Publications, Reports & Research
Our publications, reports and research library hosts over 500 specialist reports and research papers on all topics associated with CCS.
Government policy, given effect through law and the allocation of public resources, is critical to achieving climate targets. It plays a material role in determining the return on investment for any climate mitigation technology making confidence in government policy a pre-requisite of investment.
The CCS-PI tracks the development of government policy to accelerate the deployment of CCS as an essential climate mitigation technology in over 100 countries.
IRENA’s Rethinking Energy series explores the changes that are transforming the way energy is produced and used, and how this affects governments, businesses and individual citizens.
The first edition of REthinking Energy focuses on the power sector. It describes the trends driving this change, how the technology is evolving, who is financing it, and the wider benefits it will bring. Finally, it examines what an energy system powered by renewables might look like and how policy makers can further support the transformation.
In this report Societe Generale examines the international finance community to determine the awareness, understanding and appetite for financing carbon capture and storage projects with debt. Undertaken on behalf of the Global CCS Institute to broaden understanding on carbon capture and storage (CCS) issues, this report assists those in the decarbonisation arena to understand perceptions of debt finance. The project was led by Allan Baker, who has been involved in the CCS sector for the past five years, particularly in respect of bringing finance related issues to the attention of the policy and decision makers in the industry around the world. He was able to draw on this experience in addition to the experience and contacts built up over his 20-plus years in the project finance area, to provide a useful insight into how the finance community perceives CCS and the major issues that could stand in the way of financing such projects.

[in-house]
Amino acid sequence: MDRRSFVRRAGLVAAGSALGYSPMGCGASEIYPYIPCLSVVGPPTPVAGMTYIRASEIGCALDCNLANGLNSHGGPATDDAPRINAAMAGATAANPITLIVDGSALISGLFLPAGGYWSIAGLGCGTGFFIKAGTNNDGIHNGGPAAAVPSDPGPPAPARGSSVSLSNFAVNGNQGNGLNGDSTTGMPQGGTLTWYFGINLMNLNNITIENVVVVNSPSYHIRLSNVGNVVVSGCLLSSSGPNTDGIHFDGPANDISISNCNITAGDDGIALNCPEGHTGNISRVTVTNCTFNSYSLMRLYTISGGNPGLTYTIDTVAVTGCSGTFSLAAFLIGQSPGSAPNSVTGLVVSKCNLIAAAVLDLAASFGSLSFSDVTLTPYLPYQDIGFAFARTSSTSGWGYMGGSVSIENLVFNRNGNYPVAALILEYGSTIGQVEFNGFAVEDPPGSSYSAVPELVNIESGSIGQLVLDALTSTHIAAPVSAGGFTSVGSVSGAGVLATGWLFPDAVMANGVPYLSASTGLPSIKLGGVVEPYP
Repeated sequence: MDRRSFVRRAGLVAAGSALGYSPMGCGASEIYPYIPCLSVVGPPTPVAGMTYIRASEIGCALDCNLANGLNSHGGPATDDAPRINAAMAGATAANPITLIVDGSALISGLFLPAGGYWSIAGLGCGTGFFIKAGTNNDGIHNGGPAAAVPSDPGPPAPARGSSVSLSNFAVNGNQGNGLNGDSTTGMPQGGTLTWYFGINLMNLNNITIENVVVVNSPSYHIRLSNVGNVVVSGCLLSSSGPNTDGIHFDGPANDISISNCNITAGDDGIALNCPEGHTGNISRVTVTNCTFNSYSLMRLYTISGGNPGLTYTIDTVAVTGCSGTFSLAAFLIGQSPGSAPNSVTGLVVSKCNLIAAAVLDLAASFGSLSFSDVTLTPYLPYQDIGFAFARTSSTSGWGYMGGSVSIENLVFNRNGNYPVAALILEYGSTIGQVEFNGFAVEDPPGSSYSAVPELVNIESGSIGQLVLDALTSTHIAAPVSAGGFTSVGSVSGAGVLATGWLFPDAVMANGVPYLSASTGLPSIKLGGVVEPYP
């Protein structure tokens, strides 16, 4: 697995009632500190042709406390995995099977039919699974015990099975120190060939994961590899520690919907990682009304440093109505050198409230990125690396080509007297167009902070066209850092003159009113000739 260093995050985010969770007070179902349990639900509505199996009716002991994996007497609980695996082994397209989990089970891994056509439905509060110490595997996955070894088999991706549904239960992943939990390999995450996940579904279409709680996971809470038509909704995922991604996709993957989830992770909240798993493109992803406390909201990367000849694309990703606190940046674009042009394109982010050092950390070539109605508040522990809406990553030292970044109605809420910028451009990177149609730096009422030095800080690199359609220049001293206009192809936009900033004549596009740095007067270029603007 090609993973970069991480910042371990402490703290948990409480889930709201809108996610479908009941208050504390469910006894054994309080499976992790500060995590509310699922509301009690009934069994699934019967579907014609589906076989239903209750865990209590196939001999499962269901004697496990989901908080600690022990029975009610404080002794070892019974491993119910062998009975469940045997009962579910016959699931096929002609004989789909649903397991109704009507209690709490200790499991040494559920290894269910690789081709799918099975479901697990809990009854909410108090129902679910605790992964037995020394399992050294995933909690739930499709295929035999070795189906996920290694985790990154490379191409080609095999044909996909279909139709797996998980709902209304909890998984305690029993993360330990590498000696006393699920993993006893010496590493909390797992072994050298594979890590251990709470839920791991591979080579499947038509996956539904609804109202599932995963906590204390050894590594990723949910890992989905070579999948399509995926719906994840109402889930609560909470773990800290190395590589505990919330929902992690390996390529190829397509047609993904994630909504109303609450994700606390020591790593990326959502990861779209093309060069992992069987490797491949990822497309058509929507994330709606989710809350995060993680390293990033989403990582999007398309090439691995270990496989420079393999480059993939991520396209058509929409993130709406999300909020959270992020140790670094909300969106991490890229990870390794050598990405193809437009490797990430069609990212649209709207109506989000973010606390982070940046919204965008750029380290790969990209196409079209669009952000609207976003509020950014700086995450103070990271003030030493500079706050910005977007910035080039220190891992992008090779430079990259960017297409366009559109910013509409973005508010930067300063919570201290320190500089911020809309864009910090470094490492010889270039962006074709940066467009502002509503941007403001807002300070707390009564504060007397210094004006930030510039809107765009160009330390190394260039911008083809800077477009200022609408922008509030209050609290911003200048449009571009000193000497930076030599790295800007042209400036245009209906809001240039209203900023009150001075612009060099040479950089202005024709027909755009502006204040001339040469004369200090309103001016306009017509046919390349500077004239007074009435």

Global trends in renewable energy investment 2014
22nd April 2014
This 2014 edition of the Frankfurt School-UNEP Collaborating Centre for Climate & Sustainable Energy Finance’s annual investment report describes developments in the financing of renewable power and fuels. The document uses statistics, charts and narrative, to explore the issues affecting each type of investment, technology, and region.
This report is the result of a joint analysis by the Frankfurt School-UNEP Collaborating Centre, the United Nations Environment Programme (UNEP) and Bloomberg New Energy Finance (BNEF).
This interim report, prepared for the European Commission by the Energy Efficiency Financial Institutions Group, describes and addresses the need to increase the scale of energy efficiency investments across the European Union. Buildings are key energy consumers and greenhouse gas emitters - this report shows value in energy efficient investments in buildings that save energy and improve buildings’ financial performance.
Exploration best practices for any natural resource commodity should aim to reduce the resource risk prior to significant capital investment, for a fraction of the cost of the planned investment. For geothermal energy, the high risks cost of proving the resource is one of the key barriers facing the industry. This guide lays out best practices for geothermal exploration to assist geothermal developers and their contractors to address these risks in a cost-sensitive manner, raising project quality. Companies that can demonstrate that their project has followed such best practices will find it easier to access finance. In the same way, this guide will be of use to financers of geothermal projects, assisting the assessment of projects to ensure project risks have been addressed.
Based on the outcomes of our study, the GDCCSR project has shown the necessity, and provided feasible solutions, for the development of CCS and CCSR in Guangdong, and drafted a roadmap that includes action plans and policy recommendations. We would like to share our experience in promoting regional CCS developments, enhancing knowledge exchange, and building up local expertise. In order to implement CCS in Guangdong and other parts of China in the future, we consider that extra work is required to disseminate the findings of this project more widely.